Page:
Service use over 18 months among a nationally representative sample of British children with psychiatric disorder

T Ford, R Goodman, H Meltzer

Research output: Contribution to journalArticlepeer-review

57 Citations (Scopus)

Abstract

In 1999, a representative sample of 10,438 British 5-15-year-olds was assessed psychiatrically, 929 of these had a psychiatric disorder. Five hundred and ninety-six (64.2%) of these children with psychiatric disorder were followed up 18 months later using postal questionnaires and telephone interviews with parents, in order to chart their contacts with services over that 18-month period. About half had not been in contact with any services, while only one fifth had seen specialized mental health services. Although levels of extreme dissatisfaction were low, approximately as many parents felt that intervention had made no difference as felt that intervention had been helpful. Contacts with specialized mental health services seemed brief and often involved more than one type of service or professional. These results provide an interesting snapshot of services across Britain, which we hope will stimulate a productive debate on how best to improve services for this group of children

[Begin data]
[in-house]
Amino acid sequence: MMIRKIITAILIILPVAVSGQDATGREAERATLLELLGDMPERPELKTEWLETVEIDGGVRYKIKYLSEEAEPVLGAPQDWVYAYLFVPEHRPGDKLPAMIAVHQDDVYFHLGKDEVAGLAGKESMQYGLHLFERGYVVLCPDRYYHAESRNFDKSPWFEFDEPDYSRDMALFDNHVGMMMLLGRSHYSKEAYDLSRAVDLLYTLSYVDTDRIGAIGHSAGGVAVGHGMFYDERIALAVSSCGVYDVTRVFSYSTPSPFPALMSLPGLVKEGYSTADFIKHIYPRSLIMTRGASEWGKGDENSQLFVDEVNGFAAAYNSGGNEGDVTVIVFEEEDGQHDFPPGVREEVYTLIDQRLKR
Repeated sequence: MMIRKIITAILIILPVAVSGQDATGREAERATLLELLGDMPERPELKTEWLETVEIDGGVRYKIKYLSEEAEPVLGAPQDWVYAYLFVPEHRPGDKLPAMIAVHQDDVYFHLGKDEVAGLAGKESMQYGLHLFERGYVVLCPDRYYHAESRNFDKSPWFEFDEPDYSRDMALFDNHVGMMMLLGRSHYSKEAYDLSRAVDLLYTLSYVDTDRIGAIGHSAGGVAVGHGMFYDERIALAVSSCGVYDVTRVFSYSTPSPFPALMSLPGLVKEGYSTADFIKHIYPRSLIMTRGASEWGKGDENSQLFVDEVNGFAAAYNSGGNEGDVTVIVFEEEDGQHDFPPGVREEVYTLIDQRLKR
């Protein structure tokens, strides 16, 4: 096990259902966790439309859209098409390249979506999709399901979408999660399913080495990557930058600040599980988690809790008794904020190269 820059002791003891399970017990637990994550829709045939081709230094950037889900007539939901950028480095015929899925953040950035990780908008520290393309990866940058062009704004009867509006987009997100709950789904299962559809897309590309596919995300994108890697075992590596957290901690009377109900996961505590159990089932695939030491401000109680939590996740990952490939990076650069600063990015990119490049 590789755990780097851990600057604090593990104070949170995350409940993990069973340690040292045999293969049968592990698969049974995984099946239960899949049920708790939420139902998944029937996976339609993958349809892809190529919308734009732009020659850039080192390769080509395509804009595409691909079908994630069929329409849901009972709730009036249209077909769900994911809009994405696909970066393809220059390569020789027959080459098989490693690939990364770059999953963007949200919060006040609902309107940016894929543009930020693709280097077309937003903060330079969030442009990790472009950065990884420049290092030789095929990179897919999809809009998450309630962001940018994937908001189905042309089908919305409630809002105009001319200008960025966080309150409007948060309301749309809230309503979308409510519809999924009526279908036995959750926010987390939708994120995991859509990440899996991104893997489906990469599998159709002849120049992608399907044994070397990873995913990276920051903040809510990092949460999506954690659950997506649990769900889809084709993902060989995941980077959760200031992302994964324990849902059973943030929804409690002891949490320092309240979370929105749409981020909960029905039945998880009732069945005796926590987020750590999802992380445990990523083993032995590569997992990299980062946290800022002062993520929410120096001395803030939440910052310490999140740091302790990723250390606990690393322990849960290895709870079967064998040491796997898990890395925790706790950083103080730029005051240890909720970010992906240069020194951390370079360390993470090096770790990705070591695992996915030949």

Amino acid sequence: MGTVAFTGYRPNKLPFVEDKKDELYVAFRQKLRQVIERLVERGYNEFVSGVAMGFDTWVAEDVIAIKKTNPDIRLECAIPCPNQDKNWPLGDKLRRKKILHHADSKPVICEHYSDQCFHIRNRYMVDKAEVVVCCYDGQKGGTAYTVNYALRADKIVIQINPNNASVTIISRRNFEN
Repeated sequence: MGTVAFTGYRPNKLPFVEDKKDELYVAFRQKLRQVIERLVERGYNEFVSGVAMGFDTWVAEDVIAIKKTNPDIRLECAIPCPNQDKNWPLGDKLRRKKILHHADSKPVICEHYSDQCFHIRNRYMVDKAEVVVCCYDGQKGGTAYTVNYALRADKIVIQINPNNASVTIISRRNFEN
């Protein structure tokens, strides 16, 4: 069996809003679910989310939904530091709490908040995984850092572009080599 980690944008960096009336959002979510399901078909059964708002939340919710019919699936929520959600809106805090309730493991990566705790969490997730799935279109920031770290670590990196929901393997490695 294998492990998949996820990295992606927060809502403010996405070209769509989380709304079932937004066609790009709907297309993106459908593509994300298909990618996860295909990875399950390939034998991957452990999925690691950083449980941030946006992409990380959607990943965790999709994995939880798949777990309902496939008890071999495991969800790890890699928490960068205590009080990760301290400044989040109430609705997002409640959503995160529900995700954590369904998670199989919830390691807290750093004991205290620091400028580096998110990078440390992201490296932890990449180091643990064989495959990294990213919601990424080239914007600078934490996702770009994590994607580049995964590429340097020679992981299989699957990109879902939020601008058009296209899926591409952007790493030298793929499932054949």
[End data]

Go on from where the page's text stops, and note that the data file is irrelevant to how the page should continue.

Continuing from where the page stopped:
Original languageEnglish
Pages (from-to)37 - 51
Number of pages15
JournalClinical Child Psychology and Psychiatry
Volume8
Issue number1
DOIs
Publication statusPublished - Jan 2003

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